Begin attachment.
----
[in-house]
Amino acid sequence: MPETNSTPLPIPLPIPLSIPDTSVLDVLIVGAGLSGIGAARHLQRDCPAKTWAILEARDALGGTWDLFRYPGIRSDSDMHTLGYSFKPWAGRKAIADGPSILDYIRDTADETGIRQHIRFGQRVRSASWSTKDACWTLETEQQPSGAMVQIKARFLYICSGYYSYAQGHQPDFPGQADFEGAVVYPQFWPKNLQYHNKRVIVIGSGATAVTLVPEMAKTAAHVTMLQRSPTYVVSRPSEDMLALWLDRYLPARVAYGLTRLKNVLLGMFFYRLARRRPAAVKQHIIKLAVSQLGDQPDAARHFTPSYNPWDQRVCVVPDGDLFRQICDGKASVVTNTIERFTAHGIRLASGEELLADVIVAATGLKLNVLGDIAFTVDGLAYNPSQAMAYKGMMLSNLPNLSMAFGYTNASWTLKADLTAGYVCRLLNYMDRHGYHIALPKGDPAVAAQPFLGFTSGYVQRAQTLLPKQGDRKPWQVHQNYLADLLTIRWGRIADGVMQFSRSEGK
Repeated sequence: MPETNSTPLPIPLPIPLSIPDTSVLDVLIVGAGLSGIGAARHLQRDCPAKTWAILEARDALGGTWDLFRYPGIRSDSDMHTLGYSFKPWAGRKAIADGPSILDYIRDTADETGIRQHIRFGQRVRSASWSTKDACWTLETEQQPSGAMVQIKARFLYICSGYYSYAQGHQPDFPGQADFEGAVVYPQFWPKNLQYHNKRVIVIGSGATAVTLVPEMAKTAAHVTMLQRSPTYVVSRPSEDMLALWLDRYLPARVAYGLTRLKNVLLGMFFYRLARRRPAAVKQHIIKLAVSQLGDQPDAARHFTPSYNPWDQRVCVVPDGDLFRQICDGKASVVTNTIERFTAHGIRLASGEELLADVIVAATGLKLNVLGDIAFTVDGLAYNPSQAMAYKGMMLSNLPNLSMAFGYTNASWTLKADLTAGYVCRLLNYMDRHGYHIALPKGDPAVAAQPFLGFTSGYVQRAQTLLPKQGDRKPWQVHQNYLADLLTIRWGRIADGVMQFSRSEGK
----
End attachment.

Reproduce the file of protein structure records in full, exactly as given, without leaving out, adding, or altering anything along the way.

[in-house]
Amino acid sequence: MPETNSTPLPIPLPIPLSIPDTSVLDVLIVGAGLSGIGAARHLQRDCPAKTWAILEARDALGGTWDLFRYPGIRSDSDMHTLGYSFKPWAGRKAIADGPSILDYIRDTADETGIRQHIRFGQRVRSASWSTKDACWTLETEQQPSGAMVQIKARFLYICSGYYSYAQGHQPDFPGQADFEGAVVYPQFWPKNLQYHNKRVIVIGSGATAVTLVPEMAKTAAHVTMLQRSPTYVVSRPSEDMLALWLDRYLPARVAYGLTRLKNVLLGMFFYRLARRRPAAVKQHIIKLAVSQLGDQPDAARHFTPSYNPWDQRVCVVPDGDLFRQICDGKASVVTNTIERFTAHGIRLASGEELLADVIVAATGLKLNVLGDIAFTVDGLAYNPSQAMAYKGMMLSNLPNLSMAFGYTNASWTLKADLTAGYVCRLLNYMDRHGYHIALPKGDPAVAAQPFLGFTSGYVQRAQTLLPKQGDRKPWQVHQNYLADLLTIRWGRIADGVMQFSRSEGK
Repeated sequence: MPETNSTPLPIPLPIPLSIPDTSVLDVLIVGAGLSGIGAARHLQRDCPAKTWAILEARDALGGTWDLFRYPGIRSDSDMHTLGYSFKPWAGRKAIADGPSILDYIRDTADETGIRQHIRFGQRVRSASWSTKDACWTLETEQQPSGAMVQIKARFLYICSGYYSYAQGHQPDFPGQADFEGAVVYPQFWPKNLQYHNKRVIVIGSGATAVTLVPEMAKTAAHVTMLQRSPTYVVSRPSEDMLALWLDRYLPARVAYGLTRLKNVLLGMFFYRLARRRPAAVKQHIIKLAVSQLGDQPDAARHFTPSYNPWDQRVCVVPDGDLFRQICDGKASVVTNTIERFTAHGIRLASGEELLADVIVAATGLKLNVLGDIAFTVDGLAYNPSQAMAYKGMMLSNLPNLSMAFGYTNASWTLKADLTAGYVCRLLNYMDRHGYHIALPKGDPAVAAQPFLGFTSGYVQRAQTLLPKQGDRKPWQVHQNYLADLLTIRWGRIADGVMQFSRSEGK